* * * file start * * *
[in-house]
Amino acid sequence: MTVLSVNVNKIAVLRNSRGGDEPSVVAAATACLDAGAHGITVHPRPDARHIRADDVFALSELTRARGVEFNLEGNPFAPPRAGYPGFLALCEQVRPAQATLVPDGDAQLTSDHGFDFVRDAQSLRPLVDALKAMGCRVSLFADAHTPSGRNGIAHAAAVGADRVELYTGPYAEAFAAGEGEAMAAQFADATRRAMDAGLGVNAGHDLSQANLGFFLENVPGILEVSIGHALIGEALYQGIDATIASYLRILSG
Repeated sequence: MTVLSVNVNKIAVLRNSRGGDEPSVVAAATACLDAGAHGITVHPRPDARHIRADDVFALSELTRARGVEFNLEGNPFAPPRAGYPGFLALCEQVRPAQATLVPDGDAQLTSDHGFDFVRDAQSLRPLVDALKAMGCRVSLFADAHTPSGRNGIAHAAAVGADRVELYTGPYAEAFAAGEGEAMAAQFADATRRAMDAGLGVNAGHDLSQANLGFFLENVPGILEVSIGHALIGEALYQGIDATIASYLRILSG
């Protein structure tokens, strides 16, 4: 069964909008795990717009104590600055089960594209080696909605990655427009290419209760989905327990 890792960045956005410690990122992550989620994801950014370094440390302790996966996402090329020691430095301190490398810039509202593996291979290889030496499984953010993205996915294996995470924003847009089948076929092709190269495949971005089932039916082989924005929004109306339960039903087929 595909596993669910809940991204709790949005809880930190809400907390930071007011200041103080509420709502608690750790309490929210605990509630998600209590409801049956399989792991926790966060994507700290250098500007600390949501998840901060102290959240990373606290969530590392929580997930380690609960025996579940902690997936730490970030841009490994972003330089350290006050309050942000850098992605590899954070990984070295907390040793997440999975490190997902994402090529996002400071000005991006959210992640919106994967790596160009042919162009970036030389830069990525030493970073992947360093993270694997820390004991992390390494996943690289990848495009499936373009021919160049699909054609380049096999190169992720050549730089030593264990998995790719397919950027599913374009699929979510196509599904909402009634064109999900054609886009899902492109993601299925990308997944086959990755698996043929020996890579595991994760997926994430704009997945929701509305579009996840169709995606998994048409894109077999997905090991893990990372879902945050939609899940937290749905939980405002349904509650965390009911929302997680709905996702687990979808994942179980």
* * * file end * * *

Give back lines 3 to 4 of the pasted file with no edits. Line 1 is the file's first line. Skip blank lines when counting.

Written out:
Repeated sequence: MTVLSVNVNKIAVLRNSRGGDEPSVVAAATACLDAGAHGITVHPRPDARHIRADDVFALSELTRARGVEFNLEGNPFAPPRAGYPGFLALCEQVRPAQATLVPDGDAQLTSDHGFDFVRDAQSLRPLVDALKAMGCRVSLFADAHTPSGRNGIAHAAAVGADRVELYTGPYAEAFAAGEGEAMAAQFADATRRAMDAGLGVNAGHDLSQANLGFFLENVPGILEVSIGHALIGEALYQGIDATIASYLRILSG
């Protein structure tokens, strides 16, 4: 069964909008795990717009104590600055089960594209080696909605990655427009290419209760989905327990 890792960045956005410690990122992550989620994801950014370094440390302790996966996402090329020691430095301190490398810039509202593996291979290889030496499984953010993205996915294996995470924003847009089948076929092709190269495949971005089932039916082989924005929004109306339960039903087929 595909596993669910809940991204709790949005809880930190809400907390930071007011200041103080509420709502608690750790309490929210605990509630998600209590409801049956399989792991926790966060994507700290250098500007600390949501998840901060102290959240990373606290969530590392929580997930380690609960025996579940902690997936730490970030841009490994972003330089350290006050309050942000850098992605590899954070990984070295907390040793997440999975490190997902994402090529996002400071000005991006959210992640919106994967790596160009042919162009970036030389830069990525030493970073992947360093993270694997820390004991992390390494996943690289990848495009499936373009021919160049699909054609380049096999190169992720050549730089030593264990998995790719397919950027599913374009699929979510196509599904909402009634064109999900054609886009899902492109993601299925990308997944086959990755698996043929020996890579595991994760997926994430704009997945929701509305579009996840169709995606998994048409894109077999997905090991893990990372879902945050939609899940937290749905939980405002349904509650965390009911929302997680709905996702687990979808994942179980």